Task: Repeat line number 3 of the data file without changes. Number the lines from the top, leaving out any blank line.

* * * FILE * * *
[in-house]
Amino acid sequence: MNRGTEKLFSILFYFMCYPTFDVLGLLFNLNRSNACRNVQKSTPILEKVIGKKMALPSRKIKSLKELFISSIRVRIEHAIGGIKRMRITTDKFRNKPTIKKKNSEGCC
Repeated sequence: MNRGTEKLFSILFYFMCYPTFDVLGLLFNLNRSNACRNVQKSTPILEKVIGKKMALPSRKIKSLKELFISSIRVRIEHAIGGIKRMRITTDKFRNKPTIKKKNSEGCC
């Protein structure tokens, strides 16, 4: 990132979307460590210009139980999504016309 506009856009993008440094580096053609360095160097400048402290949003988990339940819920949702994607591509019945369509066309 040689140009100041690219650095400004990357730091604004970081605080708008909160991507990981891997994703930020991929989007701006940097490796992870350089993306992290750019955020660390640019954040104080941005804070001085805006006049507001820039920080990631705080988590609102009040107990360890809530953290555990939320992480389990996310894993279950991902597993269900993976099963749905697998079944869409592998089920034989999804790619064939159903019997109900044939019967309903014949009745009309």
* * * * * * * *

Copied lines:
Repeated sequence: MNRGTEKLFSILFYFMCYPTFDVLGLLFNLNRSNACRNVQKSTPILEKVIGKKMALPSRKIKSLKELFISSIRVRIEHAIGGIKRMRITTDKFRNKPTIKKKNSEGCC